Talks with Joanna

 

Joanna


 

This Crazy Life

 

 

 

 

 

 

CEV:  When was it that you realized that singing/music was something  that was going to be very important in your life and was it your idea to sing in your father’s barbershop for tips? 

 Joanna: I think I was singing from the time I was walking and talking. As a baby my lungs weren’t fully developed. So, the Dr told my parents to have me sing…  it would make them stronger. My Dads barbershop is below my house… so as a proud parent always does he would call me downstairs to give the customers a laugh. I was always over the top with my performances. But after a while... I really started to take it serious. 

CEV:  What kind of material did you find yourself leaning towards in those early days of barbershop and local TV talent shows and how much did that influence you in what you eventually decided to pursue as you got older? 

 Joanna:  I sang a lot of the oldies… that’s all my parents listened to. When I started listening to the radio… I would sing Whitney Houston songs. I think I always related to other singers that had “big” voices. 


CEV:  Tell me about the one role that got away, how disappointed were you that you did not get to follow the touring company of Annie back to Broadway and how did this change your attitude towards music and your future in it? 

 Joanna: Well, at the time – playing Annie was a dream come true. So, when it was taken away I was devastated. But it was the best thing that ever happened to me. It gave me a taste of the life I would be determined to have forever. And also made me realize what I DIDN’T want to do. I wanted to write my own music and tell my own story. 

CEV:  Had you always been writing poems and was it a big leap for you to start taking your poems and turning them into what would become the lyrics of your songs? Are you trained on a particular instrument and was this what you wrote your music on? 

 Joanna:  I have always written poems. I won a contest when I was in 1st grade… and the poem I wrote was published. It was called “I Wish”. I play a little piano and guitar but not the best. It’s enough to write but not enough to feel comfortable on stage with it. 

CEV:  Was your family supportive of your efforts to succeed in music and how did this translate into actions towards helping you achieve your goals? And while we are on the subject at this point what goals had you set out for yourself in regards to getting your music out there and making a career in the industry?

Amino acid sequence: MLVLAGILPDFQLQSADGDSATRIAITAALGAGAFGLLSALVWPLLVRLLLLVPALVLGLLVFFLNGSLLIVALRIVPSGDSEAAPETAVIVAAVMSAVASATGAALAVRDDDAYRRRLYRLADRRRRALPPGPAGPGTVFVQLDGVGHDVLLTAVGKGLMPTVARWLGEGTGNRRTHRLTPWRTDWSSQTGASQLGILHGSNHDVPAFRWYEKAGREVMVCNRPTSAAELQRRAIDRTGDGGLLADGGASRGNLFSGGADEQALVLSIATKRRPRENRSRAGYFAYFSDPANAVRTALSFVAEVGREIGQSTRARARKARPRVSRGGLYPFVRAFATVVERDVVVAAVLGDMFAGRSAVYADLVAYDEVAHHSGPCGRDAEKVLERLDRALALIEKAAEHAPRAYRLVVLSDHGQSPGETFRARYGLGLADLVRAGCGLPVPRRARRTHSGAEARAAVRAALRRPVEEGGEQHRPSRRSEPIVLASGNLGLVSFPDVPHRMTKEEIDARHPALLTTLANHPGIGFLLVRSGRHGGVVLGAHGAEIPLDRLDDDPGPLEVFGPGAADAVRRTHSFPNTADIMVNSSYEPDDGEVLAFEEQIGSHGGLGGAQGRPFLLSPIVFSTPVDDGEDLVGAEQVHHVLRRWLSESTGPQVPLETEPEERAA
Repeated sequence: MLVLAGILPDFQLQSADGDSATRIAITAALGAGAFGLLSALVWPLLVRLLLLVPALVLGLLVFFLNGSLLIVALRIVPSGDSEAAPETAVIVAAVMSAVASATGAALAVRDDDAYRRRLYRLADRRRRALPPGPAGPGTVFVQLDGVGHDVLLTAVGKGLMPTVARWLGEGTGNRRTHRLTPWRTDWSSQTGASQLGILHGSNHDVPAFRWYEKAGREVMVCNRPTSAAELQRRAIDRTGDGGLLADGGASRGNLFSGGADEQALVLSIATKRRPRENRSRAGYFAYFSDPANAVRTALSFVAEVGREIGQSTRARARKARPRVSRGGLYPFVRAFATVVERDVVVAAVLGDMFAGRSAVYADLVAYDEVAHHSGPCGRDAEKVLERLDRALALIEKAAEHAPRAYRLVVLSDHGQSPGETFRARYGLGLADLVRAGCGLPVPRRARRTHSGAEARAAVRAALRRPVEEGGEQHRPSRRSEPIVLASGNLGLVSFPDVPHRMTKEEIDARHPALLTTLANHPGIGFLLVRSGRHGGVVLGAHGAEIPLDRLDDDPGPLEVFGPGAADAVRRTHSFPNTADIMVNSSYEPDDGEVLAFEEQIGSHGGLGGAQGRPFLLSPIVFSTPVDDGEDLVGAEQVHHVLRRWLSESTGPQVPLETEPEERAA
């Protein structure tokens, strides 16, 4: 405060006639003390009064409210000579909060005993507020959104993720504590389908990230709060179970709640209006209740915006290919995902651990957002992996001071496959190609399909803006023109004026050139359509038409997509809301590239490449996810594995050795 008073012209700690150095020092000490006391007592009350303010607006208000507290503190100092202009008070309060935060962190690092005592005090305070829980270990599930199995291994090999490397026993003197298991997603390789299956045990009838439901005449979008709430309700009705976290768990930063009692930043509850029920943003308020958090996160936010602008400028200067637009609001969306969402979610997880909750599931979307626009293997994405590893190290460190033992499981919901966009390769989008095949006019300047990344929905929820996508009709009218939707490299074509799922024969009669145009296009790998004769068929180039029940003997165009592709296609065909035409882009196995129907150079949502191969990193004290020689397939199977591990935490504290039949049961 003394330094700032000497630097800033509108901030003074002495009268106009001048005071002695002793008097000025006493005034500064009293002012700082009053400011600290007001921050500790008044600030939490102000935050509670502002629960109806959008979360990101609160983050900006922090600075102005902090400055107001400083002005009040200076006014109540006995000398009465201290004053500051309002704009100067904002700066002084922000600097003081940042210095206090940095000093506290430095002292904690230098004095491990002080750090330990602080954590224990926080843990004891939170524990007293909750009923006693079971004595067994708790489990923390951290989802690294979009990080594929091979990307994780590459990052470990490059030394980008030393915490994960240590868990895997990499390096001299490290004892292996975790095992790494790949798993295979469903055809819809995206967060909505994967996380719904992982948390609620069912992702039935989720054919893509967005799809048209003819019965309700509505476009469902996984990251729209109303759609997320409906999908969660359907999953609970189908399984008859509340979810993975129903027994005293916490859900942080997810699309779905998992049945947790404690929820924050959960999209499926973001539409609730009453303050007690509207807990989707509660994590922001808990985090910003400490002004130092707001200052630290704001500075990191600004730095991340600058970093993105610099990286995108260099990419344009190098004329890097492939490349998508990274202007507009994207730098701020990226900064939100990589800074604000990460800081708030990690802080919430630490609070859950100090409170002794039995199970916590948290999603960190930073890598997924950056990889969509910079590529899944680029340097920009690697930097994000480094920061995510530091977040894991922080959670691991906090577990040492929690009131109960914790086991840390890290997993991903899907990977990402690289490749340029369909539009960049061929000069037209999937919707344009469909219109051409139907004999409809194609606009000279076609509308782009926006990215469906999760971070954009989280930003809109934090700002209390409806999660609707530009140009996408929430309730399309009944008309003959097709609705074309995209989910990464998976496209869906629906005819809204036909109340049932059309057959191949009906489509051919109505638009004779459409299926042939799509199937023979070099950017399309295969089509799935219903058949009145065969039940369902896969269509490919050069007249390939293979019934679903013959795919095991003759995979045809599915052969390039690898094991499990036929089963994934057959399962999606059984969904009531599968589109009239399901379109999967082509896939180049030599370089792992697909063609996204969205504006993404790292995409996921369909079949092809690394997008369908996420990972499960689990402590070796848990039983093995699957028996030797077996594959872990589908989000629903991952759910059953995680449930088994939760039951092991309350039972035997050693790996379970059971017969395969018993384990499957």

Joanna:  My family has always been supportive of whatever is it that I wanted to pursue. They were skeptical in the beginning about the industry… it can be a nasty business. My Mom ran all over the country with me as a kid for auditions and shows. Poor thing. Haha I was always setting goals for myself and once I reached it… there would always be another. I  looked at it like I was planting my seeds… and eventually the baby steps would lead me to where I am today. And I still believe that. 

CEV:  Tell me about your trip toCalifornia to make your demo, was working in the studio and putting your ideas and melodies down in permanent form what you thought it was going to be? Was it more challenging that you thought or did you breeze through the process? Why was that? 

 Joanna:  When I came to LA to record my demo… I learned so much. It was the first time I had ever really been in a recording studio. The only challenging thing for me(which is always a problem) was to have the recording sound exactly like what I do live.

CEV:  Once you had your demo in hand what was your next move in getting yourself recognized by the industry? How hard was it to get your music in just the right hands? 

Joanna:  After the demo was finished we sent my package off to every record label at the time. Then I was lucky enough to have my demo reviewed in Billboard Magazine. After that we got a ton of calls. But my mind was set on meeting Ron Fair first. 

CEV:  Your bio says that you were fielding offers from some labels but you were holding out for a meeting with Ron Fair. What did Ron represent to you at this time and why did you want so much to have his input before talking to anyone else?